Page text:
Wildlife photography is not only about staging photographs. It involves a lot of things, and ethics is one of the critical aspects. Many snappers do not care about the dangers they put themselves and the animals while clicking photographs. Intentionally or not, these guys tend to forget that there are certain rules to follow. Thus they end up practicing the wrong approach to wildlife photography.
People who have the desire to capture various species and habitats in their camera must know what ethical wildlife photography is all about. Following is a list that speaks about your responsibilities as a wildlife photographer, while putting an end to several unethical procedures and make sure that the animals are safe and sound.
What Exactly Is Ethical Wildlife Photography?
Before you get to know about the rules that a wildlife photographer needs to follow while clicking animals, you must have thorough knowledge about how ethical wildlife photography requires you to perform. Unethical wildlife photography involves a host of behaviors. First, fooling the audience into believing that a photo is real when it’s not is beyond ethics. The tactics professionals use in such a case can prove to be harmful to specific species and their habitats. A lot of species face risks every time a photographer closes in on them, and that’s because of their characteristics.
For instance, consider the Great Indian Bustard. This bird is famous for its dark black stripe as well as for its feathers, which are hazel brown. That’s something uncommon. When people intrude into their habitat, they become cautious. They stop all their activities like eating, courting, mating, etc. since they can sense that someone unwanted has stepped into their territory.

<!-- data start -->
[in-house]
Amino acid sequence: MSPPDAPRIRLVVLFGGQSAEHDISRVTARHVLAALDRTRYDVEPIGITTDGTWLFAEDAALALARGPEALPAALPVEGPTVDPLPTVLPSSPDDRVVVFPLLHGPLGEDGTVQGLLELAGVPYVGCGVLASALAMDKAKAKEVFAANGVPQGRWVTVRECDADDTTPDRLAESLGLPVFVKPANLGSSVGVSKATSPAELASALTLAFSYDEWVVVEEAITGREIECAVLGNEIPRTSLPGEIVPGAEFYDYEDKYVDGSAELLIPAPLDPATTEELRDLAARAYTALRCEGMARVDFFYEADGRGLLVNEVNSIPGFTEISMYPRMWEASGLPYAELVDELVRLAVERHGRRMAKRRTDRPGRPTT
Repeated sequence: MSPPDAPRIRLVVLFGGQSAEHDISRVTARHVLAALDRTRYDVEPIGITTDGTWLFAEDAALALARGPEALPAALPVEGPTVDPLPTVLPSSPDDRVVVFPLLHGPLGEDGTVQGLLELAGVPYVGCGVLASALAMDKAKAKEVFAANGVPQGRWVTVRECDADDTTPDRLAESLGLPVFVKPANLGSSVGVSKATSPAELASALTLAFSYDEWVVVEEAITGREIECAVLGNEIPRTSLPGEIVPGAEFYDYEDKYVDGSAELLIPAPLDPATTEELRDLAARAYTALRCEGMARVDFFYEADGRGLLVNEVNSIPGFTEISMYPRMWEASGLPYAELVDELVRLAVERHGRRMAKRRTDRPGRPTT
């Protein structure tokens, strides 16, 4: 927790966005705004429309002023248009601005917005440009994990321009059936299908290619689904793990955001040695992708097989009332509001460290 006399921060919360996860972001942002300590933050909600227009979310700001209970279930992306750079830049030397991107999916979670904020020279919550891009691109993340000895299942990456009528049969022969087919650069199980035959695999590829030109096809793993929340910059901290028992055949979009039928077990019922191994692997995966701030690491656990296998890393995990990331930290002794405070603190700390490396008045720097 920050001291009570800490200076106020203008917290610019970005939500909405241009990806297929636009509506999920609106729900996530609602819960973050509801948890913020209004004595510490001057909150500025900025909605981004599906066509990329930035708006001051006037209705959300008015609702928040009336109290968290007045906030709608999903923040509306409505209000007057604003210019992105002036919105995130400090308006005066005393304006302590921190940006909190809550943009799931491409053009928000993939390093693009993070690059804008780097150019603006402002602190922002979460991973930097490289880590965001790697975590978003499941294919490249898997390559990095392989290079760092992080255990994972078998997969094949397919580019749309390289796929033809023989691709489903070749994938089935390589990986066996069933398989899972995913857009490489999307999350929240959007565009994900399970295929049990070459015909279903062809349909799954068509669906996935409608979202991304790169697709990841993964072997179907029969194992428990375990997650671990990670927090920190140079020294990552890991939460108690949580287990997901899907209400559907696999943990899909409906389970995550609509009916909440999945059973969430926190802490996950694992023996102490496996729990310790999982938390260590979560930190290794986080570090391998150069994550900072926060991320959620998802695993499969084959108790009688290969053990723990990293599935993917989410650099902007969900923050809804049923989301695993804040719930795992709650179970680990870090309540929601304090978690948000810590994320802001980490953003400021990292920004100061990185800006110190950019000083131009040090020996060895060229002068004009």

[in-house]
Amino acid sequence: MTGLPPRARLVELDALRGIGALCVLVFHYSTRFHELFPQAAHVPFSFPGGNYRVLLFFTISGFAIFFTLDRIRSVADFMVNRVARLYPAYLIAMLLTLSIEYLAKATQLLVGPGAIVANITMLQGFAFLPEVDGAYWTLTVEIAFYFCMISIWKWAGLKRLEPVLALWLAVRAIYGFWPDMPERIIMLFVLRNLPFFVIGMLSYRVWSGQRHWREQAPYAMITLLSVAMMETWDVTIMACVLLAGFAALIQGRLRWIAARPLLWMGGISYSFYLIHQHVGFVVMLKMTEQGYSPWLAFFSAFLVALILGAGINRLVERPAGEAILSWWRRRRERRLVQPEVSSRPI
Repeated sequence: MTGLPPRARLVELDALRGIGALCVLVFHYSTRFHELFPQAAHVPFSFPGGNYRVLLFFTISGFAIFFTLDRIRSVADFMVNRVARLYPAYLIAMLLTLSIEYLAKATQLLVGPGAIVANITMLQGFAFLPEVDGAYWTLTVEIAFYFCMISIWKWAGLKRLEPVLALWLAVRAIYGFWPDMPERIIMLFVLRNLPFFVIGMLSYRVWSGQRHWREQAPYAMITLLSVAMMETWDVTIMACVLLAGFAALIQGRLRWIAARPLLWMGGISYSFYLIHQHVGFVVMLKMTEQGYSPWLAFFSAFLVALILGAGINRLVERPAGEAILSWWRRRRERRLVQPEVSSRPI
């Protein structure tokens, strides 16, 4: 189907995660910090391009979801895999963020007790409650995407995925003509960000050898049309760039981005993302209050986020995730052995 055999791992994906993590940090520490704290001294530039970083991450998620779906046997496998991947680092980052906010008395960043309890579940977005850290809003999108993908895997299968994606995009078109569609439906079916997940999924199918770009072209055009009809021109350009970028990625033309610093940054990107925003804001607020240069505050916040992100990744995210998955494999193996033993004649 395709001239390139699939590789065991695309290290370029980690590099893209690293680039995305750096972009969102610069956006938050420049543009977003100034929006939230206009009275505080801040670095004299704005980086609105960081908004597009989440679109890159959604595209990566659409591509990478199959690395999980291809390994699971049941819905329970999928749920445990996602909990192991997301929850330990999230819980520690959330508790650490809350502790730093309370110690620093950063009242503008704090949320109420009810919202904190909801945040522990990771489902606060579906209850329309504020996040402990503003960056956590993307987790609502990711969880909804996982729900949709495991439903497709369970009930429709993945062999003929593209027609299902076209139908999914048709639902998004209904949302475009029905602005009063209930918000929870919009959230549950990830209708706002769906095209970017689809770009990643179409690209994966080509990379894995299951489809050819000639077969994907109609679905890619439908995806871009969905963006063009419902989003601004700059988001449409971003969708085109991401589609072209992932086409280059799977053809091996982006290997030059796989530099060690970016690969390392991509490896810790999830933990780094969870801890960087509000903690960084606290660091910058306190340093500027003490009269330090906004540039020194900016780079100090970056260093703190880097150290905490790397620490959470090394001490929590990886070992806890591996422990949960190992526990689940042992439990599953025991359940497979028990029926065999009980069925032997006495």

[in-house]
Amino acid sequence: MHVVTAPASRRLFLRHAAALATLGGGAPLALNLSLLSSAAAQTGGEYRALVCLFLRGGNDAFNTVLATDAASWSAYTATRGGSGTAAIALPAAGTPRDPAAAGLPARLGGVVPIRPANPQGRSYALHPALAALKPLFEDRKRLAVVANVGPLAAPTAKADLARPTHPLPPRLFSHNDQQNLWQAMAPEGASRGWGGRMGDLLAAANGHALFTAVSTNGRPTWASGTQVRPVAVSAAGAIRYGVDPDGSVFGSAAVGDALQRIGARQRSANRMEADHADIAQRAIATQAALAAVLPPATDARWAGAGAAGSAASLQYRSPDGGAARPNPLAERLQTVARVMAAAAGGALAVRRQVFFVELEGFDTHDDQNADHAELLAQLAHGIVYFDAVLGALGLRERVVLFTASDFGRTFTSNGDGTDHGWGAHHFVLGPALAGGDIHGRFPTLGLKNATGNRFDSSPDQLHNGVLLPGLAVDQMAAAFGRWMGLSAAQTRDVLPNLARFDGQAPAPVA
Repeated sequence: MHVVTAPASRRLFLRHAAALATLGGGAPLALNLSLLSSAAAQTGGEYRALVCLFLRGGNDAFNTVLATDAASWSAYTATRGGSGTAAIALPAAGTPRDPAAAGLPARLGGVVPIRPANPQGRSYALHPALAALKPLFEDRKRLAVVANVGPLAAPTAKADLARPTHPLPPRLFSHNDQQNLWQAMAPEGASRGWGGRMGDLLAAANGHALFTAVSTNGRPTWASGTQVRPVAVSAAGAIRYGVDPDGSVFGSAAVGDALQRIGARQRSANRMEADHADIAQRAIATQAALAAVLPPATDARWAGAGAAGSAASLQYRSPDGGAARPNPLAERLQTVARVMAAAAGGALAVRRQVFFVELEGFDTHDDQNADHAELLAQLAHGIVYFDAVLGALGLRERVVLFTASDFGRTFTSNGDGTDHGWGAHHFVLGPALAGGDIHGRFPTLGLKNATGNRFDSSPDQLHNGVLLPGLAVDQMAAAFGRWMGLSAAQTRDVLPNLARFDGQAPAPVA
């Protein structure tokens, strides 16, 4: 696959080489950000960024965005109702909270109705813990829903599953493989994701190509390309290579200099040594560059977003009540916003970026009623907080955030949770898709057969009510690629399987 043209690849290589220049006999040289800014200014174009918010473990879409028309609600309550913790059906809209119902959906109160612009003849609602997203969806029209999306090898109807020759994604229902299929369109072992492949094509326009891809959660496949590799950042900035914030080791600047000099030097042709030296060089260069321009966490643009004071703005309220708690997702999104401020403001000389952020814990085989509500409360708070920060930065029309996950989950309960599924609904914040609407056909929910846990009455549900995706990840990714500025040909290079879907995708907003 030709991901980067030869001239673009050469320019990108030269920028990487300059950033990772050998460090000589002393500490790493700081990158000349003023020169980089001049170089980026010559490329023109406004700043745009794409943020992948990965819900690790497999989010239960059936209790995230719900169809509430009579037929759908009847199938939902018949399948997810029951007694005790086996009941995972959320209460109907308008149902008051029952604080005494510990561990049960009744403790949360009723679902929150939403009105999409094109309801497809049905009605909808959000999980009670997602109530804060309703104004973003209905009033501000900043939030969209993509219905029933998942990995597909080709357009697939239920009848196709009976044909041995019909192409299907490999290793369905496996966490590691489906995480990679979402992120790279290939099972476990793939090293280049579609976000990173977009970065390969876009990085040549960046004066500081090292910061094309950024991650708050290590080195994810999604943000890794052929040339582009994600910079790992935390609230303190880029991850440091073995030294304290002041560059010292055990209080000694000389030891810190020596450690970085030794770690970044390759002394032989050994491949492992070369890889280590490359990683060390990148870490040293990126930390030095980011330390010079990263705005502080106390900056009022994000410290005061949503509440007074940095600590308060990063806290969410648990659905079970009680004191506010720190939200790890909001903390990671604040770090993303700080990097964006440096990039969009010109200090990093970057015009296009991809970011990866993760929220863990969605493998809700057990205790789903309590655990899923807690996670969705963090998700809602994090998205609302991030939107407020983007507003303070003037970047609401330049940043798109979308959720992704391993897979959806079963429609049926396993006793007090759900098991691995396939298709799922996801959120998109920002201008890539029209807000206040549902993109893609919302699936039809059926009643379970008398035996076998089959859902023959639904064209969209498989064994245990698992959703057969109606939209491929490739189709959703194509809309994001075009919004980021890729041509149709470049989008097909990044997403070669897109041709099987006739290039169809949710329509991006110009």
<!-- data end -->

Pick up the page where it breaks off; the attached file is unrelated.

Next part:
They have a tendency not to resume any activity until they are sure that the intruder is not anywhere around. This has forced the Ministry of Environment and Forests in India to sit up and take action. Clicking any snap of these beautiful birds while they are in their mating season is wholly prohibited.
What Are Your Responsibilities as a Wildlife Photographer?
If you are a photographer, your first and foremost responsibility is to respect wildlife. Before you make up your mind to enter a natural habitat, you should carry out proper research on what exactly you are trying to capture. The list of unethical practices concerned with wildlife photography is long. As a wildlife photographer, the animal you are trying to snap is your subject, and you must ensure that you don’t disturb or harm them in any way. How would you feel if someone trespasses into your privacy and start taking your photographers? You wouldn’t like it for sure. The same applies to these creatures.
Every snapper has their own opinions regarding ethical and unethical practices in wildlife photography. Some are of the idea that ethical standards are entirely dependent on what kind of shoot you are trying a hand in. In case you are capturing a local animal, the standards would be much lower in comparison to the situation when you are clicking rare species. What plays a significant role here is your common sense.
Refrain From Clicking Nocturnal Animals
A majority of the nocturnal animals are sensitive to light. When you use flash or an alternative powerful light source, it can blind these animals. They are naturally active at nighttime. That’s the reason one should not click flash photographs of them. Hence, capturing them on camera is an alluring proposition for many. Instead of using bright lights, opt for a night vision video camera.
Don’t Chase and Provoke the Animals
Make sure that an animal doesn’t escape from your sight or your periphery. Most photographers tend to chase them until they run out of breath. Remember, when you chase an animal, they come under a lot of stress. This, in turn, makes it difficult for them to hunt or run away from its predator. It’s almost like you are abusing them.
There is no excuse for deliberately trying to put an animal under stress and risk. You need to realize what wildlife photography ethics stands for. Putting species in danger and destroying their habitats merely is unpardonable. Even if that means getting you a perfect picture. So, think twice before you click as the life of the wildlife is more important than the prefect picture.